Now some time later I did end up selling the unit for around $300k, so it was far from a complete disaster. In the end I was very glad to sell and call it even. In reality the cost to me was an opportunity cost. What else could I have been doing with my money?
I looked recently for sales data on the city block in question and found a similar unit sold for $355k, approx. 10 years after my initial purchase. Currently in the inner city block I was living at, prices are over $650k. Remember that 10 years ago these properties were selling for approximately the same price. If I had listened more to my wife and less to my own emotion I might have ended up $300k better off!
What did I learn? I learned that whilst it’s great to listen to “advice”, be aware that sometimes advice might be just a little biased! I’ve learned to trust my own instincts more and weigh advice against what I already know to be true and reasonable. The reason I liked the apartment in my own block was that it was located well. It was quiet, had views, was close to city, walk to tram, bus and train and there was no high-rise in the vicinity. The area couldn’t be quickly re-developed and units added. In short, the amenity was desirable and there was not going to be any new properties added in the foreseeable future. This meant there was a cap on supply.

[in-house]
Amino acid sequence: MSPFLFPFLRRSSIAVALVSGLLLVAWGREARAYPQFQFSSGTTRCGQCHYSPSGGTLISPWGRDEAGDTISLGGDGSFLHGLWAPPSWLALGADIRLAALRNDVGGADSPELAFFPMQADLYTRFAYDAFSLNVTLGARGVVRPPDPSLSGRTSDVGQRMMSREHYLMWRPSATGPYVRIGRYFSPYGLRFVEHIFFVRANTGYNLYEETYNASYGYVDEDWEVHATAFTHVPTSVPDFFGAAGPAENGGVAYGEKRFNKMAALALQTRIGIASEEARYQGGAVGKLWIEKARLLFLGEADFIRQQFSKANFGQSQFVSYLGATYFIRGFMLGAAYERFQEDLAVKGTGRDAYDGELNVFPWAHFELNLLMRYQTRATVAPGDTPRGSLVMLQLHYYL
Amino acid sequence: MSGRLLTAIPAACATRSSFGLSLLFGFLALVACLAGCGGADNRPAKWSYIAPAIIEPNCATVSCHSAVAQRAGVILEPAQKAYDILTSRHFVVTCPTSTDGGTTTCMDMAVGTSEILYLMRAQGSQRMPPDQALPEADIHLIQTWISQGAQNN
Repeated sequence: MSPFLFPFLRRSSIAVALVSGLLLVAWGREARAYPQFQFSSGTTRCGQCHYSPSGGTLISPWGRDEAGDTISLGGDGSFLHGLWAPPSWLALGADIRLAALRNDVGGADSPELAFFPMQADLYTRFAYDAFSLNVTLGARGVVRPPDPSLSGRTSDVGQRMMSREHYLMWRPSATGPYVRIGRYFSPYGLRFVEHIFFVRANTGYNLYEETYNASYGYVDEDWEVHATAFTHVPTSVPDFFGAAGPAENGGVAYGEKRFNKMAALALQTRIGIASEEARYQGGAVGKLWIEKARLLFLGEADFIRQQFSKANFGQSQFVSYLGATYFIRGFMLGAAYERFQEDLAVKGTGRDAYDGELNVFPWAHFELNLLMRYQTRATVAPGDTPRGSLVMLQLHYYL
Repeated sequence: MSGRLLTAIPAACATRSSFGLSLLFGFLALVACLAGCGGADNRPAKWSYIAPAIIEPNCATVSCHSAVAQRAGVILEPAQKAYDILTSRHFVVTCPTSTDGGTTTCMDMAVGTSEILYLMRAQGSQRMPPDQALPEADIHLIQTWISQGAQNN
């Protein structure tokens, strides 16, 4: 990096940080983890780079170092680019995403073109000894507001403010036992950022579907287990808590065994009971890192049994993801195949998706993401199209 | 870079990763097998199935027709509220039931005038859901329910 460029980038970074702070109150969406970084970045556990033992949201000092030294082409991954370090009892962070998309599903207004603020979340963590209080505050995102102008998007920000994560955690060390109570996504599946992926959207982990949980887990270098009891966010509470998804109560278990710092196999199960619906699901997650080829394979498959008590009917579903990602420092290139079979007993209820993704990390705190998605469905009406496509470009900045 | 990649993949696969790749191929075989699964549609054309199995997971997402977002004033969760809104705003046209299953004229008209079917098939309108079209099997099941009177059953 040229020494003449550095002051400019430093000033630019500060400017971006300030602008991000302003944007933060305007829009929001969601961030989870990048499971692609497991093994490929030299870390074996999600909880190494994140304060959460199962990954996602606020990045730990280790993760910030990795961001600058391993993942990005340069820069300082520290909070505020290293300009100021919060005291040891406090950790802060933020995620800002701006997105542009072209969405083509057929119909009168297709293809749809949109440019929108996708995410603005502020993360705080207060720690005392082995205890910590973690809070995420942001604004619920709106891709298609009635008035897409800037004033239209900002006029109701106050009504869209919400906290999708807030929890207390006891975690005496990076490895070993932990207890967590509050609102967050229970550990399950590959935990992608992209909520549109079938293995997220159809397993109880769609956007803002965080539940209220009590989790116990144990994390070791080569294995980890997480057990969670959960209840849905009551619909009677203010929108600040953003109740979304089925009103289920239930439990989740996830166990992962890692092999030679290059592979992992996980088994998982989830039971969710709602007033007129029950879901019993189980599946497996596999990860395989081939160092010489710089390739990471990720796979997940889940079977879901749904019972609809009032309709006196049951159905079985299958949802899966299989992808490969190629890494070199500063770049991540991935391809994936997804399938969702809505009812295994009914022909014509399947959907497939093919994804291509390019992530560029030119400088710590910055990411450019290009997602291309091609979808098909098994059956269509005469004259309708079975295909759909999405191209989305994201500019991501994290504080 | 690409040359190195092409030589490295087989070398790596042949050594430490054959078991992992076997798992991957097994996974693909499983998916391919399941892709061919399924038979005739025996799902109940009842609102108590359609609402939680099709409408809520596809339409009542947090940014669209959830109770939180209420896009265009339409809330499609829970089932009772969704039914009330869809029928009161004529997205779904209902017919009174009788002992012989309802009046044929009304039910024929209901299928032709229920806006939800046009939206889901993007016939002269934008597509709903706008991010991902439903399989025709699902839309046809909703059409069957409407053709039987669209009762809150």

In the city here is not a cap on supply. There are numerous developments under construction at any given time. I’d be more than happy to live in many of them. But I wouldn’t buy then as an investment! Unless they were in a landmark building of some sort there is no scarcity value in them. They can be replaced easily.
If one of your neighbours wants to sell and needs to move quickly, guess what. They set the price for your unit. You have virtually no control over the market. No matter what you do to your own living space the whole value of the block will be determined by factors outside your control.
Investing in Property for cashflow or for growth?
Let’s be honest. Most of us are investing in property because we think that prices are very likely to go up! On the other hand we all know about “negative gearing”. In essence it means we can write of our “losses” on our investment against other area of income. I don’t disagree with the concept, we ought to be able to weigh our profits against our losses and pay tax on the net result. BUT, if all we own are “investments” that are make a “loss” and we’re offsetting that against a “gain” from our job, that’s not really smart investing is it?
Sometimes a property might be increasing in value at a greater rate than we could expect to make as a cash income from our investment. This is not always the case as you can see from my experience in the Melbourne CBD. But at what point does this cease to be a valid reason for deciding to invest of even “keep” and existing investment? Steve McKnight from PropertyInvesting.com once said something very illuminating at an event I attended. Basically he said we ought to do an audit of our property portfolio every year and re-assess whether we ought to hold or sell each property!